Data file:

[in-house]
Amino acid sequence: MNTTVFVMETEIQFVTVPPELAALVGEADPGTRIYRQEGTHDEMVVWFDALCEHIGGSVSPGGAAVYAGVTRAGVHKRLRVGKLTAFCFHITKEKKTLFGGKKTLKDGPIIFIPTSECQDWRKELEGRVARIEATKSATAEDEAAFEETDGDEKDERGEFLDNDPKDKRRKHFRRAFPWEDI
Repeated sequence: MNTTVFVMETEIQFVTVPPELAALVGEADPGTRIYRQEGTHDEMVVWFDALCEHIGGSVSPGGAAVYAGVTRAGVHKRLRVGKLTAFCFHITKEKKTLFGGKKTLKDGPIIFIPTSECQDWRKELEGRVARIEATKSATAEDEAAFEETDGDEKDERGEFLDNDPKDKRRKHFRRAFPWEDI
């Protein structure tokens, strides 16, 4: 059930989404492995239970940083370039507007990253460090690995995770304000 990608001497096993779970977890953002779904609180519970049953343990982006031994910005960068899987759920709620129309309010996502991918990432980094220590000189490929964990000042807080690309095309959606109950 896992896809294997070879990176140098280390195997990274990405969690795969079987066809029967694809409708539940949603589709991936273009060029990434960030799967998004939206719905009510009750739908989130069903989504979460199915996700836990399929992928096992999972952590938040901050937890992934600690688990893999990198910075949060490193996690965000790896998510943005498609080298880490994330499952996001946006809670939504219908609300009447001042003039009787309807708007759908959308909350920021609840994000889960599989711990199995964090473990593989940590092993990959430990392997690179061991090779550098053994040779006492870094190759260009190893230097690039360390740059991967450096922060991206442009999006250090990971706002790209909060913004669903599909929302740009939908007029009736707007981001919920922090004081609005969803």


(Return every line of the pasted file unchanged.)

[in-house]
Amino acid sequence: MNTTVFVMETEIQFVTVPPELAALVGEADPGTRIYRQEGTHDEMVVWFDALCEHIGGSVSPGGAAVYAGVTRAGVHKRLRVGKLTAFCFHITKEKKTLFGGKKTLKDGPIIFIPTSECQDWRKELEGRVARIEATKSATAEDEAAFEETDGDEKDERGEFLDNDPKDKRRKHFRRAFPWEDI
Repeated sequence: MNTTVFVMETEIQFVTVPPELAALVGEADPGTRIYRQEGTHDEMVVWFDALCEHIGGSVSPGGAAVYAGVTRAGVHKRLRVGKLTAFCFHITKEKKTLFGGKKTLKDGPIIFIPTSECQDWRKELEGRVARIEATKSATAEDEAAFEETDGDEKDERGEFLDNDPKDKRRKHFRRAFPWEDI
């Protein structure tokens, strides 16, 4: 059930989404492995239970940083370039507007990253460090690995995770304000 990608001497096993779970977890953002779904609180519970049953343990982006031994910005960068899987759920709620129309309010996502991918990432980094220590000189490929964990000042807080690309095309959606109950 896992896809294997070879990176140098280390195997990274990405969690795969079987066809029967694809409708539940949603589709991936273009060029990434960030799967998004939206719905009510009750739908989130069903989504979460199915996700836990399929992928096992999972952590938040901050937890992934600690688990893999990198910075949060490193996690965000790896998510943005498609080298880490994330499952996001946006809670939504219908609300009447001042003039009787309807708007759908959308909350920021609840994000889960599989711990199995964090473990593989940590092993990959430990392997690179061991090779550098053994040779006492870094190759260009190893230097690039360390740059991967450096922060991206442009999006250090990971706002790209909060913004669903599909929302740009939908007029009736707007981001919920922090004081609005969803």